The 1930s-era Tudor home fit right into its historic neighborhood, but the family couldn’t fit all it needed for this decade inside — a larger kitchen, a functional dining room, a home office, energy efficiency. How to get more space with a seemless addition — and upgrade the facade while staying in harmony? With careful attention and a little design magic: a relocated entrance with custom rough-sawn posts, a Spanish slate roof, copper spouts and gutters, and original brick salvaged from the home’s back and side walls to keep the classic look.
Relocating the front entrance carved out ample room for a gracious foyer—with clear sight lines to the expanded dining room and comfortable living room. A mahogany door offers a warm welcome, and new energy-efficient windows beckon in light while keeping the interior climate consistent.
Creating a new dining room fit for family and guests granted these homeowners a longtime wish. Custom-milled pillars define the space but preserve the open, spacious feel. Whenever possible, wood flooring was salvaged for reuse, preserving the home’s materials and traditional good looks.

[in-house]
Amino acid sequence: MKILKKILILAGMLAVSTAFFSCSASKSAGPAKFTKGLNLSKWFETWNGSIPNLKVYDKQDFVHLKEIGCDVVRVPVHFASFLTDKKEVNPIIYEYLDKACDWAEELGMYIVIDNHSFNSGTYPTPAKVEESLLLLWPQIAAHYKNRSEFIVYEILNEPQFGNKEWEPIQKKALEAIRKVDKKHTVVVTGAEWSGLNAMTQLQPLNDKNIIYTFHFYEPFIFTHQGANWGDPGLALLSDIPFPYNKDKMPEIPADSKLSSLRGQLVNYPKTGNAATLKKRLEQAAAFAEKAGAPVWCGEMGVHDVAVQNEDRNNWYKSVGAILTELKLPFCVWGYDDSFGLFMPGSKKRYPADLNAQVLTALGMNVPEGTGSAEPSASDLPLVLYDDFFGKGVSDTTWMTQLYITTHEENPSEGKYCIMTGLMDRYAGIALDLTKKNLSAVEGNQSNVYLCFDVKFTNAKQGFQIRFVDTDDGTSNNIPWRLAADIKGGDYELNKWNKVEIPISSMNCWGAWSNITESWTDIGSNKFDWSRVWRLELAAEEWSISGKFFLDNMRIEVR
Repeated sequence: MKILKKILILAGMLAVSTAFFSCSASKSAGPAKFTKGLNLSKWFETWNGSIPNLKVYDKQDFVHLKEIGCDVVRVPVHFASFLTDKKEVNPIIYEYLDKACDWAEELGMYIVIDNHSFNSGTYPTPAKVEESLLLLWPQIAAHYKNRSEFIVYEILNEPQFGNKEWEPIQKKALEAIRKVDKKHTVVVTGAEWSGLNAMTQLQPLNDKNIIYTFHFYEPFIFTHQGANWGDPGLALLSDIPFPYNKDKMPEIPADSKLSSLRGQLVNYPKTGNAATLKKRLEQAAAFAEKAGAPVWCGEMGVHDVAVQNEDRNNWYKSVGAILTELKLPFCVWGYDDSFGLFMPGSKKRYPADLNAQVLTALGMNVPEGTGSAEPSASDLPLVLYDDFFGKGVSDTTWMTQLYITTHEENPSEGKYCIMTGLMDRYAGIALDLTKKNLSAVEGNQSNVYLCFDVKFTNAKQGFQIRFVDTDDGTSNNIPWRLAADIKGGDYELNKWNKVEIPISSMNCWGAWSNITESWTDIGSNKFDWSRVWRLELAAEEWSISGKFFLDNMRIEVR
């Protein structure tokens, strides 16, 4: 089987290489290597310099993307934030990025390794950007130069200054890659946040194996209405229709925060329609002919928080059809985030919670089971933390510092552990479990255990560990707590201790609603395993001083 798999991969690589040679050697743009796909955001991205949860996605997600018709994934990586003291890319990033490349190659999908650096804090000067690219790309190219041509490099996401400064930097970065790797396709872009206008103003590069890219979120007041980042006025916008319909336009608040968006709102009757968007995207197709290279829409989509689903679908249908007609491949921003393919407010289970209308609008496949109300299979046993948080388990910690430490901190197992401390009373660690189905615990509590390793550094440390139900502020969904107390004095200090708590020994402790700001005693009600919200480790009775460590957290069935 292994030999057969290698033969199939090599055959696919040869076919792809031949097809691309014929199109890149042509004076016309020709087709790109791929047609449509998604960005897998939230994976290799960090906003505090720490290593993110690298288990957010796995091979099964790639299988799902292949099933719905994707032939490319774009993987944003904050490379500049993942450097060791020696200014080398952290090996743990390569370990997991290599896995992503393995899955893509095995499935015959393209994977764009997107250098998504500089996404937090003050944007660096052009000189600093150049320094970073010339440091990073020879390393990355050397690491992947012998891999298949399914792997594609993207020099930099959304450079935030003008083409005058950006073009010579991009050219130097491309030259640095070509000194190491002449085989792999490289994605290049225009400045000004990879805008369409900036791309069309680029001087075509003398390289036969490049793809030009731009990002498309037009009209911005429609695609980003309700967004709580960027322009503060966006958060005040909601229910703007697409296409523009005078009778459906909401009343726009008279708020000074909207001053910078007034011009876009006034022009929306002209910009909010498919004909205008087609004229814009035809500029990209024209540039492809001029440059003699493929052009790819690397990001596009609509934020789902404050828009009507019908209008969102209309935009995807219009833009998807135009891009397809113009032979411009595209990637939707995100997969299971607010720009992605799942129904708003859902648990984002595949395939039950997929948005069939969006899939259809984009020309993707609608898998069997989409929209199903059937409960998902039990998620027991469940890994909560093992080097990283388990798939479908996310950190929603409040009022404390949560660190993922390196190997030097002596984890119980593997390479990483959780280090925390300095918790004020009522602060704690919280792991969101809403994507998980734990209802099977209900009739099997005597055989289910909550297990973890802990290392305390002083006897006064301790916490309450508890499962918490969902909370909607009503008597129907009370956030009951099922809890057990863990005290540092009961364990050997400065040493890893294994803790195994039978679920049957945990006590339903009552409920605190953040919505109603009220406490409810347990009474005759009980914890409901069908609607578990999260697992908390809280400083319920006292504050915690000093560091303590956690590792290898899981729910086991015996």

The kitchen grew to become the hub of the home, easily accessed from all areas of the house. Classic cherry cabinetry, stainless steel appliances, honed limestone counters, and a lively tile backsplash of recycled glass are showpieces in this new family center. The backsplash, like the cork floor, makes a sustainable statement.
Moving the exterior basement stairs created a new rear entrance and mudroom—and simultaneously solved a long-time water-runoff issue for the clients. The remaining stair wall was underpinned to carry its new load from the master suite above.
French doors lead to the former sunroom, now enlarged into a home office and family room. A high-efficiency HVAC and air purification system make working at home a pleasure.
Downsizing the former garage gave the house more space above. A roomy, reconfigured master bedroom suite now accommodates a sizeable walk-in closet. New spray-foam insulation throughout the house keeps temperatures (and costs) steady and ambience quiet. Replacing an awkward spiral staircase saved room, too, while making access to the third floor easier. The cherry on top: an additional dormer window.
Finding enough space for a modern master bath is often a problem in older home remodels. Reconfiguration does the trick here—creating room for a frameless shower, his and her sinks, a separate toilet area, and a tub with a view.